Brett Anderson

By the numbers: How 2017 Cubs measure up to last year's hot start

By the numbers: How 2017 Cubs measure up to last year's hot start

The Cubs woke up Friday morning with a 17-17 record and roughly 20 percent of their schedule in the rearview mirror.

Typically, Memorial Day Weekend is the first true checkpoint to assess MLB teams as contenders or pretenders, but as the Cubs head to St. Louis to take on their rival Cardinals, there's a sense of urgency surrounding Joe Maddon's squad (and in an anxious fanbase).

After a rough start to 2017, the Cardinals currently lead the National League Central with a 19-14 record, 2.5 games ahead of the fourth-place Cubs.

The Cubs clearly have not hit their stride yet and the roster is still rife with so much talent and proven track records that there really is no reason to panic in mid-May so long as everybody remains relatively healthy.

[CubsTalk Podcast: Fergie Jenkins and why there's no need to panic...yet]

But the numbers are a bit astounding when you compare the 2017 Cubs to the 2016 iteration that got out to a blazing-hot start en route to the organization's first World Series championship in 108 years:

.500

That's the winning percentage the Cubs woke up with Friday morning. In 2016, the winning percentage stood at .765 thanks to a 26-8 start through the first 34 games.

5

The number of Cubs regulars — Kyle Schwarber, Anthony Rizzo, Ben Zobrist, Addison Russell, Willson Contrears — hitting below .250. Javy Baez and Jason Heyward (both with .253 averages) aren't much beyond that mark.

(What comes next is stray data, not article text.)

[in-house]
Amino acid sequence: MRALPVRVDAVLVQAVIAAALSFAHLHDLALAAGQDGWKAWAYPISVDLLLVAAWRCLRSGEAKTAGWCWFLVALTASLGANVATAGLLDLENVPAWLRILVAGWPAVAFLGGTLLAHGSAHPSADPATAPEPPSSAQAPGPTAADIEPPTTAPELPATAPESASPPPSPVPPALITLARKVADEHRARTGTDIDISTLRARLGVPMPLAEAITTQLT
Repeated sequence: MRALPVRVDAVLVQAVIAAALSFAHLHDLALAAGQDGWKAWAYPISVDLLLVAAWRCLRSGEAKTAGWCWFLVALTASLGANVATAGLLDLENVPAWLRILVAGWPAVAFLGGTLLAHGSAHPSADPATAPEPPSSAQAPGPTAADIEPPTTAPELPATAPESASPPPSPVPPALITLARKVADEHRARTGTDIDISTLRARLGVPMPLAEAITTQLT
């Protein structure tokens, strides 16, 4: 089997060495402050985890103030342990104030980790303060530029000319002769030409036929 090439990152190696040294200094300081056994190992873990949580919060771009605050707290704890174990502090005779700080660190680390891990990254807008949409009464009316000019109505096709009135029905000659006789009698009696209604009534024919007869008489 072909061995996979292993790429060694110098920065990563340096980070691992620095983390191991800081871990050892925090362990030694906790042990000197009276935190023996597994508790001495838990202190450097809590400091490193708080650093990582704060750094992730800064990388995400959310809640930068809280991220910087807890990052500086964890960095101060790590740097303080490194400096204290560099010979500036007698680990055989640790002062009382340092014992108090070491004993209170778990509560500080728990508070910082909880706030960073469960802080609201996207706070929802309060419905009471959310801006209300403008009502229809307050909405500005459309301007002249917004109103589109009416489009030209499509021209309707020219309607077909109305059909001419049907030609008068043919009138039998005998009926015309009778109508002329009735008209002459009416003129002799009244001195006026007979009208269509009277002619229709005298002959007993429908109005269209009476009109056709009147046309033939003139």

Of course, batting average isn't everything, but the Cubs also have five regulars posting an OPS south of .700: Zobrist (.698), Heyward (.697), Schwarber (.696), Russell (.652) and Contreras (.630).

As of Friday, the Cubs' most valuable offensive players currently rank: Kris Bryant, Miguel Montero, Albert Almora Jr. and Jon Jay. Not what anybody was expecting coming out of spring training.

27

The number of Cubs errors in 2017, ranking 25th in baseball. The 2016 Cubs were quite possibly the best defensive team in the history of the game, so some regression was to be expected. But defense is also the only facet of the game that can be slump-proof and yet the Cubs have gotten some shaky fielding thus far in 2017.

13

That's the total mark of quality starts from the Cubs rotation in 2017, which sits 23rd in MLB. Through 34 games in 2016, the rotation posted 25 quality starts.

4.56

The ERA for Cubs starting pitchers in 2017. That number is obviously weighed down by Brett Anderson's 8.18 mark across his 22 innings before he hit the disabled list, but Anderson isn't the only culprit. Jake Arrieta's ERA sits at 5.35 after his rough outing in Coors Field this week while John Lackey (4.29) has also performed under expectations to date (despite making history earlier in the week).

[RELATED - Ben Zobrist breaks down the 2017 Cubs so far]

The Cubs' defensive issues have certainly impacted the whole "run prevention" area, but Cubs starters have also allowed 41 first-inning runs this season, putting the offense in immediate "catch-up" mode.